Dissociable Neural Processes Underlying Risky Decisions for Self Versus Other

Laboratory of Social and Decision Neuroscience, Department of Brain and Cognitive Engineering, Korea University Seoul, South Korea.
Frontiers in Neuroscience (Impact Factor: 3.66). 03/2013; 7:15. DOI: 10.3389/fnins.2013.00015
Source: PubMed


Previous neuroimaging studies on decision making have mainly focused on decisions on behalf of oneself. Considering that people often make decisions on behalf of others, it is intriguing that there is little neurobiological evidence on how decisions for others differ from those for oneself. The present study directly compared risky decisions for self with those for another person using functional magnetic resonance imaging (fMRI). Participants were asked to perform a gambling task on behalf of themselves (decision-for-self condition) or another person (decision-for-other condition) while in the scanner. Their task was to choose between a low-risk option (i.e., win or lose 10 points) and a high-risk option (i.e., win or lose 90 points) with variable levels of winning probability. Compared with choices regarding others, those regarding oneself were more risk-averse at lower winning probabilities and more risk-seeking at higher winning probabilities, perhaps due to stronger affective process during risky decisions for oneself compared with those for other. The brain-activation pattern changed according to the target, such that reward-related regions were more active in the decision-for-self condition than in the decision-for-other condition, whereas brain regions related to the theory of mind (ToM) showed greater activation in the decision-for-other condition than in the decision-for-self condition. Parametric modulation analysis using individual decision models revealed that activation of the amygdala and the dorsomedial prefrontal cortex (DMPFC) were associated with value computations for oneself and for another, respectively, during risky financial decisions. The results of the present study suggest that decisions for oneself and for other may recruit fundamentally distinct neural processes, which can be mainly characterized as dominant affective/impulsive and cognitive/regulatory processes, respectively.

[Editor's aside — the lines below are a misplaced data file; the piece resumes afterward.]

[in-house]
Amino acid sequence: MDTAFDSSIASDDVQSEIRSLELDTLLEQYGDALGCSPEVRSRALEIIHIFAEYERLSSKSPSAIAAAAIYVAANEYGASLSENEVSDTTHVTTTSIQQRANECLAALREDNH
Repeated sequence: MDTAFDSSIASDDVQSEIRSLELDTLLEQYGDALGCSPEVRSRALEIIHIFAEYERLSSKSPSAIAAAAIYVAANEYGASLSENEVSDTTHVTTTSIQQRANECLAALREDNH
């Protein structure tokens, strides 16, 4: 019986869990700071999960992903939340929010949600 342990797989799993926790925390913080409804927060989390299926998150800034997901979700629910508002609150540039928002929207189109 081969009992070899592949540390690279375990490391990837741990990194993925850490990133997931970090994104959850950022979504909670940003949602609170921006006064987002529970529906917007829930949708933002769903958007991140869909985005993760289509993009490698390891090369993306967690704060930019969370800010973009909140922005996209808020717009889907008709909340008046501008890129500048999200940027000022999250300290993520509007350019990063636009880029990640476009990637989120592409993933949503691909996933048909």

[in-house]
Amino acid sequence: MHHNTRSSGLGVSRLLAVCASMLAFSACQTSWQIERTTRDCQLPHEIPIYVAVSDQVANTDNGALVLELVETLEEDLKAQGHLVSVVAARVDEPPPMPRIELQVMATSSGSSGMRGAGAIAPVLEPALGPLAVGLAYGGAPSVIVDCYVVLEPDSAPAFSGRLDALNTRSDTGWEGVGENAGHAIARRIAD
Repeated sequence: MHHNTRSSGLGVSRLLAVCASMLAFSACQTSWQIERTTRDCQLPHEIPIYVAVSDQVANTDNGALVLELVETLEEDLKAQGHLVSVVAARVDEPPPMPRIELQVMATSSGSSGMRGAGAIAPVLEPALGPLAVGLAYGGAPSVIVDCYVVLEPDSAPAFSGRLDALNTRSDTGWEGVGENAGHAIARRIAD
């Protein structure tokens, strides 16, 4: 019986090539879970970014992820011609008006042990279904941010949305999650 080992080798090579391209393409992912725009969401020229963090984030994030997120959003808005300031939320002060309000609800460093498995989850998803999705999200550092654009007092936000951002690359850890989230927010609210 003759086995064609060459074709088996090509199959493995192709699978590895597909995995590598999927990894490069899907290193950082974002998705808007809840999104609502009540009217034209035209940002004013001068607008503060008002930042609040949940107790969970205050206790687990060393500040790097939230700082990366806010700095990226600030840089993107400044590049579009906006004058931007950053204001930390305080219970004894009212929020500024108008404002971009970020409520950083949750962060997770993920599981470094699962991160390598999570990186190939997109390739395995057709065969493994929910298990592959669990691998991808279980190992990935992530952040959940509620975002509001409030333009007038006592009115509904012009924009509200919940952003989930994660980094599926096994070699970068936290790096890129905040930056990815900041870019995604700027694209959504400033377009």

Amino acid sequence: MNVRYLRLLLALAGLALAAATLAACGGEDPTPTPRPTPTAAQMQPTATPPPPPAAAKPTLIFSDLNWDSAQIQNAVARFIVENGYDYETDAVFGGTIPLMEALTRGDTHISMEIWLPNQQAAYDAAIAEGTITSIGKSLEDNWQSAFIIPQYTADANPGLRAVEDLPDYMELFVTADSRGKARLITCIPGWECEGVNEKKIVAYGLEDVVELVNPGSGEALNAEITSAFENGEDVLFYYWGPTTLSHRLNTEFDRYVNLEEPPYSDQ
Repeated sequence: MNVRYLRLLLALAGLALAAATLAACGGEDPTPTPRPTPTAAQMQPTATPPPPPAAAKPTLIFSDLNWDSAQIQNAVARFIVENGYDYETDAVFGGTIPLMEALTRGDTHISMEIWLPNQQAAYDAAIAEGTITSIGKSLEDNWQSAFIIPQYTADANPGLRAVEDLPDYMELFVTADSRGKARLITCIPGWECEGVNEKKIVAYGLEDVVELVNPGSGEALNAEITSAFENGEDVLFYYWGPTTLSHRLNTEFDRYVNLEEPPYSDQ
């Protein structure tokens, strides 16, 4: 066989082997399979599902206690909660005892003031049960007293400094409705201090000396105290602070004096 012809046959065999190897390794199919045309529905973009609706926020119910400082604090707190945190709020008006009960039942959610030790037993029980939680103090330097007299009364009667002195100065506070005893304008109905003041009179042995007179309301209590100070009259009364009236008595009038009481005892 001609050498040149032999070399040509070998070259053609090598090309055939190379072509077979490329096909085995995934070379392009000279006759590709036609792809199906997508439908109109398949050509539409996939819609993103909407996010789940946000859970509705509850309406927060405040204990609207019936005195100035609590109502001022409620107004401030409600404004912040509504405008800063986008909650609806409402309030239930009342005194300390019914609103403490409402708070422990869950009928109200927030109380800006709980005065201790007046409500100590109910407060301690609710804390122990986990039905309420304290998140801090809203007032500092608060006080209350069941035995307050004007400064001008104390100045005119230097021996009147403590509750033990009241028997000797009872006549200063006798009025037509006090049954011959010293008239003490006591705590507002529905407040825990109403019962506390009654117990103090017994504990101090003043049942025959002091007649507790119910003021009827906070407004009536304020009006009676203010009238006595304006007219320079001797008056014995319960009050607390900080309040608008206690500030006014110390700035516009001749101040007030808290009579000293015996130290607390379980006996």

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Available from: Hackjin Kim, Oct 29, 2014
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    • " the intensity of the others ' pain ( Cheng et al . , 2007 ; Saarela et al . , 2007 ) , directly linking this activity to inferences about the other ' s perspective . A similar self - other overlap has been noted when making reward chooses on behalf of others in the vmPFC ( Nicolle et al . , 2012 ; Suzuki et al . , 2012 ; Janowski et al . , 2013 ; Jung et al . , 2013 ; Morelli et al . , 2015 ) , suggesting that in order to predict the preferences of others , we simulate them in ourselves . In sum , neural activity in the self - other overlap when observing / inferring the perspectives of others appears to denote that aspects of the others ' experience are being simulated ; the SE component of simula"
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